Identify by airplane characteristics








Below check the specific characteristics of the aircraft you are looking for. You can select multiple items for each characteristic. The results will be filtered automatically. 

Republic P-47/F-47 Thunderbolt

The P-47 is a rather big fighter from the WWII era, that has a big radial engine in the front. The cowling is a horse collar shaped oval, needed for the cooler inlet and turbo supercharger below the engine. The first versions had a canopy with many frames and flush with the top of the fuselage, later versions a bubble canopy on top of the fuselage like shown on the photo.

Four afterburning engines under the variable sweep wings, near the fuselage, power this supersonic American bomber with a lot of noise. This makes the aircraft easy to recognise, except from the Tupolev Tu-160. 

Ryan (North American) Navion

Most Navions have a backward sliding canopy with a long triangular side window and a straight trapezium shaped vertical stabiliser as main recognition points (like shown here), although the window configuration may differ between models. The gear is retractable, with the main gear retracting inward in the wings.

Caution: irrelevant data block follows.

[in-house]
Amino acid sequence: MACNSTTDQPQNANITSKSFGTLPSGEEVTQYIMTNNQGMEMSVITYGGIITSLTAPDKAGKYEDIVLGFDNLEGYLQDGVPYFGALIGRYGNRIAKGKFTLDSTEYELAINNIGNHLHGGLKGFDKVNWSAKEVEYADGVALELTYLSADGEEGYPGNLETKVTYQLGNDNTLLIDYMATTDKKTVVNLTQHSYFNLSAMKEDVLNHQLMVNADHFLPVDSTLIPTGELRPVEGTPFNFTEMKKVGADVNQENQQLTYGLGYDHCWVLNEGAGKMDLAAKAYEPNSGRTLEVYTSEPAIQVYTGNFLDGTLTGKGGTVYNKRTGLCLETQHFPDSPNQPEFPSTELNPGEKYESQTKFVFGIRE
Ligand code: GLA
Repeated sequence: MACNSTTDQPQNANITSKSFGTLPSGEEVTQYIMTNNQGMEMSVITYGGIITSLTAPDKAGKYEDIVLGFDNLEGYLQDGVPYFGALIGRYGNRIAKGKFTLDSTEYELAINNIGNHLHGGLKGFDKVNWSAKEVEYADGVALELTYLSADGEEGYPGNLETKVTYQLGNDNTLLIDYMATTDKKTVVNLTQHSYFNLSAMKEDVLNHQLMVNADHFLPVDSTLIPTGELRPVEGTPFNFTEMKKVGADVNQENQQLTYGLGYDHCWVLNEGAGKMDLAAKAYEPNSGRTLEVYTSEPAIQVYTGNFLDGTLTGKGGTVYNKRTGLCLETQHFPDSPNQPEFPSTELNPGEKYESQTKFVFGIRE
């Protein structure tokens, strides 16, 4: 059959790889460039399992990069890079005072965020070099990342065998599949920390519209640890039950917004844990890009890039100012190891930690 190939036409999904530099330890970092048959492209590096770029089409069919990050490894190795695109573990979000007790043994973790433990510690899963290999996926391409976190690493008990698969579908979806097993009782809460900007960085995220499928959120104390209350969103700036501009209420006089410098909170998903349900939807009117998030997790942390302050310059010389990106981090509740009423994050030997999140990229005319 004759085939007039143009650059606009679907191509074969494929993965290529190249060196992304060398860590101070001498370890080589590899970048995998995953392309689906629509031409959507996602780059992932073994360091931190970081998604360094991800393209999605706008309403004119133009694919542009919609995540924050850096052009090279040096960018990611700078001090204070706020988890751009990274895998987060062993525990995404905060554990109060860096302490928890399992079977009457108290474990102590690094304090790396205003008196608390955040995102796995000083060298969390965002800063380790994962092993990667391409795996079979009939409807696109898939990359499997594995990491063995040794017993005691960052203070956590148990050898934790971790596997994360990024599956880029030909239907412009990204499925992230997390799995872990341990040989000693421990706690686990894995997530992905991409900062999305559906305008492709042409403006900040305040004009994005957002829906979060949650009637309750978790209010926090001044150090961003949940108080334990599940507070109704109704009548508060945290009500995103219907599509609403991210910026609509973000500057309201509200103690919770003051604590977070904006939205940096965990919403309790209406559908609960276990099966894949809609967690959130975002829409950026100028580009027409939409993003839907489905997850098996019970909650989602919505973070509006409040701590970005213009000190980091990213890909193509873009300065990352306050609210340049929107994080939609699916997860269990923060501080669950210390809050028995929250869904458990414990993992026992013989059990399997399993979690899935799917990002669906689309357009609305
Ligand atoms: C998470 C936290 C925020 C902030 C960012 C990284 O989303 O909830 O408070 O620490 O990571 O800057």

Ryan ST

The Ryan ST series are training aircraft with low braced wing and open, tandem cockpits. It can have an inline or radial piston engine. The horizontal stabilisers together form an oval and are braced to the vertical stabiliser.

Ryan VZ-11/XV-5

The Vertifan is a vertical take-off and landing aircraft that has two jet engines in the rear fuselage, fed from an air intake on top of the fuselage, behind the side-by-side cockpit. In the wings and in the nose are lift fans, powered by small jet engines.

Ryan X-13

This small delta wing equipped aircraft could take-off and land vertically on its tail. Therefore its has no landing gear. Other features are a relatively large trianguilar vertical stabiliser and small fins at the wing tips. 

Saab's basic jet trainer has a side-by-side cockpit, high wings with a very modest sweep angle and a T-tail, which makes it stand out compared to other jet trainers. The engines are directly attached to each side of the rear fuselage, underneath the wings.

Saab 210

Being the development aircraft for the double delta wings of the Saab 35 Draken, they have the same basic shape. The Saab 210 is smaller though and has a bubble canopy.

Saab 32 Lansen

Typical for the Saab Lansen fighter are the air intakes which are similar to those of the Lockheed P-80 and T-33. The Saab has swept wings though, swept vertical stabiliser and a short, two seat cockpit.

The Saab commuter aircraft have a very conventional configuration. To distinguish them from similar aircraft look for the four cockpit windows and horizontal stabilisers with significant dihedral.